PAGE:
National Geographic : 1912 Jan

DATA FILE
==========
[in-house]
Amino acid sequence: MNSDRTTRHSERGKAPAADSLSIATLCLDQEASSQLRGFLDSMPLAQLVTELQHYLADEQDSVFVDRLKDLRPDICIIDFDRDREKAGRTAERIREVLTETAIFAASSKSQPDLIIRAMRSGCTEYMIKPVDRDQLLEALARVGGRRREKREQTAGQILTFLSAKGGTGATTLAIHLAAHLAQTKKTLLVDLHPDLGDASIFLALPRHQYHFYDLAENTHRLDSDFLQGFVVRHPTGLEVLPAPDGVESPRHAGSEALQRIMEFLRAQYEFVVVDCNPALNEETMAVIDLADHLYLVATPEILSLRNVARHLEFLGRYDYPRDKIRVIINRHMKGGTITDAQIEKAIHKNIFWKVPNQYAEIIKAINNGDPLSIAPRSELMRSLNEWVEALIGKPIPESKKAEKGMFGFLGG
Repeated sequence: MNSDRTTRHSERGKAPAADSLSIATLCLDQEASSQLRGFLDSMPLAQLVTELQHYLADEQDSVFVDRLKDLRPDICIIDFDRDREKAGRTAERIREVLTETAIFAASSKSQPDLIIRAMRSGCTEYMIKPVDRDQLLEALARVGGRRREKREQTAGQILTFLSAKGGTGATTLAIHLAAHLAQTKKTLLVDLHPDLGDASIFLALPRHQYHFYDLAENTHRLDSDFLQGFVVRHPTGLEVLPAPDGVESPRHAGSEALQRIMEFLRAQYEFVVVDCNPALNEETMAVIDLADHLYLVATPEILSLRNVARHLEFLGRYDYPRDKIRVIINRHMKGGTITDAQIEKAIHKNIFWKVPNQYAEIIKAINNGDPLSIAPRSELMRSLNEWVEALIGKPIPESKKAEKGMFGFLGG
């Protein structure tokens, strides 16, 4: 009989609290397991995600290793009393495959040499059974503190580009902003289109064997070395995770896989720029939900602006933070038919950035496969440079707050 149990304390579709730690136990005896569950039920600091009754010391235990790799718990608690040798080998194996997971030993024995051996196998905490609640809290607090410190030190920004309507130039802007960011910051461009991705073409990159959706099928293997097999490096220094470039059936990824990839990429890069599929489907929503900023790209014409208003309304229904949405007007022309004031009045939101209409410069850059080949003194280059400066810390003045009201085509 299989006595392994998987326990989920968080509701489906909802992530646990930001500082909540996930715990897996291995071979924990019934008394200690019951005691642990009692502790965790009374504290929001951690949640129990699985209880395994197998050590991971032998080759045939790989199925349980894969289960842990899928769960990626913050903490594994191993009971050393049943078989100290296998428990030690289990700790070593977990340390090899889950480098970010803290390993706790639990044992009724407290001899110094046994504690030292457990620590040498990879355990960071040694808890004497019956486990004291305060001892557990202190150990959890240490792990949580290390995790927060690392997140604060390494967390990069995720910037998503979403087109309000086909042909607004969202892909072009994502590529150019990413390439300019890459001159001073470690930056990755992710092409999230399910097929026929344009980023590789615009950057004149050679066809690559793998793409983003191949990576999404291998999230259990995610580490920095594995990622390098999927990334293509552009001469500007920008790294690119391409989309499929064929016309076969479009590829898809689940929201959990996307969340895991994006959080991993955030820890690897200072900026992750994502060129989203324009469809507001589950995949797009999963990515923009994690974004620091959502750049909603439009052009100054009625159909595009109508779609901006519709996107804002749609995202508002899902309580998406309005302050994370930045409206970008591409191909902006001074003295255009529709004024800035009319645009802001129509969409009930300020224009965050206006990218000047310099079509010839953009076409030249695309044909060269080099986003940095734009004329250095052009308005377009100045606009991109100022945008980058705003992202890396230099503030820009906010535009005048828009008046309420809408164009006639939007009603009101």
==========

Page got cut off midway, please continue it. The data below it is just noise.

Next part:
THE SEA-KINGS OF CRETE around the island coast, keeping the Minoan peace of the IEgean. THE MINOANS WERE NOT WARLIKE So long as the war-fleet of Minos was in being, Knossos needed no fortifica tions. No expedition of any size could force a landing on the island. If the crew of a chance pirate galley, desperate with hunger or tempted by reports of the wealth of the great palace, succeeded in eluding the vigilance of the Minoan cruisers and made a swift rush up from the coast, there was the bastion with its armed guard, enough to deal with the handful of men who could be detached for such a dare-devil enterprise. But in the fleet of Knossos was her fate, and if once the fleet failed she had no second line of defense on which to rely against any serious attack. There is every evi dence that the fleet did fail at last (see page 22). So far as the evidence goes, the Mi noan Empire does not appear to have been a specially warlike one. No doubt there was a good deal of fighting in its history, as was the case with all ancient empires; but the insular position of Crete and the predominance which the Minoan navy established on the sea saved the island empire from the neces sity of becoming a great military power, and the absence of spirit of militarism is reflected in the national art. While an Assyrian palace would have been decorated from end to end with pictures of barbarous bloodshed and plunder, while even the milder Egyptians would have adorned their walls with records of the conquests of their Pha raohs, the kings of the house of Minos turned to other and more gentle scenes for the decoration of their homes. Flower-gatherers and dancing-girls, har vest festivals and religious processions, appealed to their minds far more than the endless and monotonous succession of horrors with which the Mesopotamian monarchs delighted to disfigure their walls; and even the sangers of the bull ring, as seen on the Knossian frescoes, are mild and gentle when compared with the abominations where Teumman has his head sawed off with a short dagger and other unfortunates are flayed alive or have their tongues torn out. The archives of the palace at Knossos certainly show that a military force was kept on foot and was thoroughly organ ized and well looked after. There are records of numbers of chariots, and of the issue of equipments to the chariot eers of the force; and many of the tab lets refer to stores of lances, swords, bows, and arrows, a store of nearly 9,000 arrows being mentioned in one of the finds, while an actual magazine contain ing hundreds of bronze arrow-heads has been discovered. We may remember that in ancient warfare the Cretan bowmen were as fa mous as the Balearic slingers or the archers of England. On the whole, however, the genius of the Minoans, like our own, was more commercial than military, though no doubt they were not devoid of the fighting spirit when occa sion arose. Their kinsmen of Mycenae and Tiryns, less happily situated, were forced to develop the military side of life; but the position and the maritime power of Crete secured for the fortu nate island those long centuries of tran quil growth which were so fruitful in the arts of peace. A TERRIBLE CATASTROPHE SUDDENLY OVERWHELMED THE EMPIRE Probably the power and grandeur of the Minoan Empire was never more im posing than during the hundred years before 1400 B. C. The house of Minos at Knossos had reached its full develop ment, and stood in all its splendor, an imposing mass of buildings crowning the hill of Kephala, with its five stories, around the great central court, its the atral area, and its outlying dependencies. Within its spacious porticoes and cor ridors the walls glowed with the brilliant colors of innumerable frescoes and re liefs in colored plaster. The cup-bearer, the queen's procession, the miniature frescoes of the palace sports, stood out in all their freshness. Magnificent urns in painted pottery, with reliefs like those of the great papyrus vase, decorated the halls and courts, and were rivaled by huge stone amphorae, exquisitely carved.